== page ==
Tag Archives: javascript

Reshared post from Addy Osmani

Detect memory leaks in #javascript .

Addy Osmani originally shared this post:

Leak Finder: Memory Leak Detection For JavaScript

If you regularly work on JavaScript web apps, you'll know that we're unlikely to run into memory leaks in the traditional sense, but it is possible to have objects that are unintentionally kept alive and in turn keep others alive (like big parts of the DOM). 

To help discover these leaks, two of my fellow Googlers (+Marja Hölttä and +Jochen Eisinger) have developed a tool that works with the Chrome Developer Tools (specifically, the remote inspection protocol) and retrieves heap snapshots and detects what objects are causing leaks. 

There's more information (and a whole post on how to use the tool) over at http://google-opensource.blogspot.de/2012/08/leak-finder-new-tool-for-javascript.html and I encourage you to check it out. The project page for the leak finder can be found at http://code.google.com/p/leak-finder-for-javascript/.

Some more info: In case you're wondering why a tool like this isn't already integrated with our Developer Tools, the reason is two fold. It was originally developed to help us catch some specific memory scenarios in the Closure Library and it makes more sense as an external tool (or maybe even an extension if we get a heap profiling extension API in place).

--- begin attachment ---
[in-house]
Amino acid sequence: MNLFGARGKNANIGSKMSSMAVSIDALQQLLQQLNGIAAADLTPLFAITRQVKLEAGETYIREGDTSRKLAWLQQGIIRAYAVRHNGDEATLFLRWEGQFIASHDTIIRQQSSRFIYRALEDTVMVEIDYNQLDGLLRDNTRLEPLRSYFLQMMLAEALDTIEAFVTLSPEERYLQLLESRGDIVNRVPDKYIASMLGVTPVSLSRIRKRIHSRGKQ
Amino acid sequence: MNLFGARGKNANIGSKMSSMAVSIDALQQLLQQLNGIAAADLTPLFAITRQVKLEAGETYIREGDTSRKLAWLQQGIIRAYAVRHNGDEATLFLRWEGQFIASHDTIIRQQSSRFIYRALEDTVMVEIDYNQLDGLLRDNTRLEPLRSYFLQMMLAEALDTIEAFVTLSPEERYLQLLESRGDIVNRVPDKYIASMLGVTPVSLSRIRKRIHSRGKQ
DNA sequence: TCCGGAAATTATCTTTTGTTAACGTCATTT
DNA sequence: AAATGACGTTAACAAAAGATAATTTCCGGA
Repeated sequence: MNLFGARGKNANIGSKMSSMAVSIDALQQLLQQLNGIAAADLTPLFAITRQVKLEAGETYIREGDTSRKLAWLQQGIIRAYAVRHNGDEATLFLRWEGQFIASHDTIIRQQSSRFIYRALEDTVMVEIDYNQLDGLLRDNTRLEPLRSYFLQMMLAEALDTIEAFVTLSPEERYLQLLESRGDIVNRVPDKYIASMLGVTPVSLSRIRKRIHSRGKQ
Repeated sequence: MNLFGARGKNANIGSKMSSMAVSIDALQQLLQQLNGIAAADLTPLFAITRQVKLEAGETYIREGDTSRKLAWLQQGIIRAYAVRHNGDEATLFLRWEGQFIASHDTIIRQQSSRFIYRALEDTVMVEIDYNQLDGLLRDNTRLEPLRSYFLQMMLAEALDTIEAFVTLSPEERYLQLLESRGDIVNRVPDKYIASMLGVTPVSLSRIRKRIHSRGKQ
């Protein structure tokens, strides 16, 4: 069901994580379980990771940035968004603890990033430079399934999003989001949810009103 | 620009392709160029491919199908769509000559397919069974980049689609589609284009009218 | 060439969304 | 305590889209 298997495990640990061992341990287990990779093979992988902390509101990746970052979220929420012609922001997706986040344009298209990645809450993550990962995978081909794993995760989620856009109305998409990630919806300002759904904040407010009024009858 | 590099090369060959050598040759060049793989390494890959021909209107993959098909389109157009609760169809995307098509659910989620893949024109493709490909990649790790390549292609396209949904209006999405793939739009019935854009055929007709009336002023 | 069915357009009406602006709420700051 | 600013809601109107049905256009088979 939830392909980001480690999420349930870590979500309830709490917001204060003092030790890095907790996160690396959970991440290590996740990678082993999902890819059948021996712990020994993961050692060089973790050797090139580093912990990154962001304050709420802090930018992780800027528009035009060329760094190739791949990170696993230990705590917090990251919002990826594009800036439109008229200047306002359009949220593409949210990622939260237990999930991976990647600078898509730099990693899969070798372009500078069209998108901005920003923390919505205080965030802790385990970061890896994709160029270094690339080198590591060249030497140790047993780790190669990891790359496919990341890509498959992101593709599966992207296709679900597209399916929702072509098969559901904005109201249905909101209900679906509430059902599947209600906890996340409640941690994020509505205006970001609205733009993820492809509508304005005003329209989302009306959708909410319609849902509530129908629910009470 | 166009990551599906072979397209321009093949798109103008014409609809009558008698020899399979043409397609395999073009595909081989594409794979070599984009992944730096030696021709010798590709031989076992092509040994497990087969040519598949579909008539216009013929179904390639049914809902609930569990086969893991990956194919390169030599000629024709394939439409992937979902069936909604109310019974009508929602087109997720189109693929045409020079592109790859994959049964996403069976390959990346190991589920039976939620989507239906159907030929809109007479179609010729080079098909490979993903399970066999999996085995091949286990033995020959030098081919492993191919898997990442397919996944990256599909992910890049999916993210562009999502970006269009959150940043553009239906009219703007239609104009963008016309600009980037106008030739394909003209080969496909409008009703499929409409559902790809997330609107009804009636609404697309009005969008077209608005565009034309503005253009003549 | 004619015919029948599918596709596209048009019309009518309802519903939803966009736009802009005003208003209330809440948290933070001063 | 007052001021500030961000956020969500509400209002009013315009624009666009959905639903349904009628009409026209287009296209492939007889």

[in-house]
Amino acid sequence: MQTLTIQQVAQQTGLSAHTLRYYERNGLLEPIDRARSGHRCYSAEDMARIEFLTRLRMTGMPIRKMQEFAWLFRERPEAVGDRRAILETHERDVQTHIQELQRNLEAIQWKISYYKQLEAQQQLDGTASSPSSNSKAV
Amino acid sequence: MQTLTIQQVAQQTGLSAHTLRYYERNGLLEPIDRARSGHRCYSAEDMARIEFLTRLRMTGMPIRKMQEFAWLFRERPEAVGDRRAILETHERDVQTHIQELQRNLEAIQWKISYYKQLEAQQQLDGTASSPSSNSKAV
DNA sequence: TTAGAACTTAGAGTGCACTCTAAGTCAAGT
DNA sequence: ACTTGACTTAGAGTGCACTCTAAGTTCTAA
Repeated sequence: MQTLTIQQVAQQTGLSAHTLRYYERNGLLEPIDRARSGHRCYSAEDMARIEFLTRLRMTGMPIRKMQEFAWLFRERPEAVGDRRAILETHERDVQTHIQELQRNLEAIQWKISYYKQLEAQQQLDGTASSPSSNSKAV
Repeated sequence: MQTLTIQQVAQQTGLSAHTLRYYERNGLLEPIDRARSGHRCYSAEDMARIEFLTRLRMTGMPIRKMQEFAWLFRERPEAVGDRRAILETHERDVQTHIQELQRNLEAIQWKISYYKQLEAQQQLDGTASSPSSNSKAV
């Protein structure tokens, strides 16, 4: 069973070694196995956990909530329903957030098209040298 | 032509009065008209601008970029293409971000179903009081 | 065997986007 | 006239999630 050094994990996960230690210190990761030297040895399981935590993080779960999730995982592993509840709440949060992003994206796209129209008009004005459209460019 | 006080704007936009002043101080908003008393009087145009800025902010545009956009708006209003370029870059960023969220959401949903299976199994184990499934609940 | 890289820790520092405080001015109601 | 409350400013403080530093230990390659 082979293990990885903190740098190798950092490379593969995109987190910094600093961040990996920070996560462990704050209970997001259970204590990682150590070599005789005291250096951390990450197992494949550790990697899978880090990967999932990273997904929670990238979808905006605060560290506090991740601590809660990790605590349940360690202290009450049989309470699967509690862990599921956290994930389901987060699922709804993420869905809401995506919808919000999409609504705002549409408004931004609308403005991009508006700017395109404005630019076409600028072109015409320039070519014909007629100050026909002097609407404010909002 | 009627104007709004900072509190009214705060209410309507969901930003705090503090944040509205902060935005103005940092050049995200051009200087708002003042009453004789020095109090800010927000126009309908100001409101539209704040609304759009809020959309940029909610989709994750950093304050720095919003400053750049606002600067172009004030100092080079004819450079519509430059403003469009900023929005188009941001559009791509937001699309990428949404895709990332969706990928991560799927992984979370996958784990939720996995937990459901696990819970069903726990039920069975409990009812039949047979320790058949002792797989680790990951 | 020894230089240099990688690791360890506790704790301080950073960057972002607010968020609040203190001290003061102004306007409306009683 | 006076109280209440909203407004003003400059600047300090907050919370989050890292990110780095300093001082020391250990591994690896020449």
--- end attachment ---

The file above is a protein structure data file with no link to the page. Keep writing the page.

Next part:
Leak Finder: a new tool for JavaScript – Google Open Source Blog

News about Google"s Open Source projects and programs

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Code Tutorial Blueprint

I just watched a nice presentation by Yahoo evangelist Christian Heilmann who opened the show at FF09 yesterday. Whilst there’s a lot of good ideas throughout regarding the maintainability of JavaScript code, one nugget stood out about code tutorials. Christian Suggests a four pronged presentation strategy when writing tutorials for designers – it is equally valid when presenting concepts to fresh geeks:

  1. Say what it does.
  2. Show a working example.
  3. Include the full code of the example.
  4. Explain the example using code chunks interspersed with descriptive paragraphs.

A simple & sensible blueprint!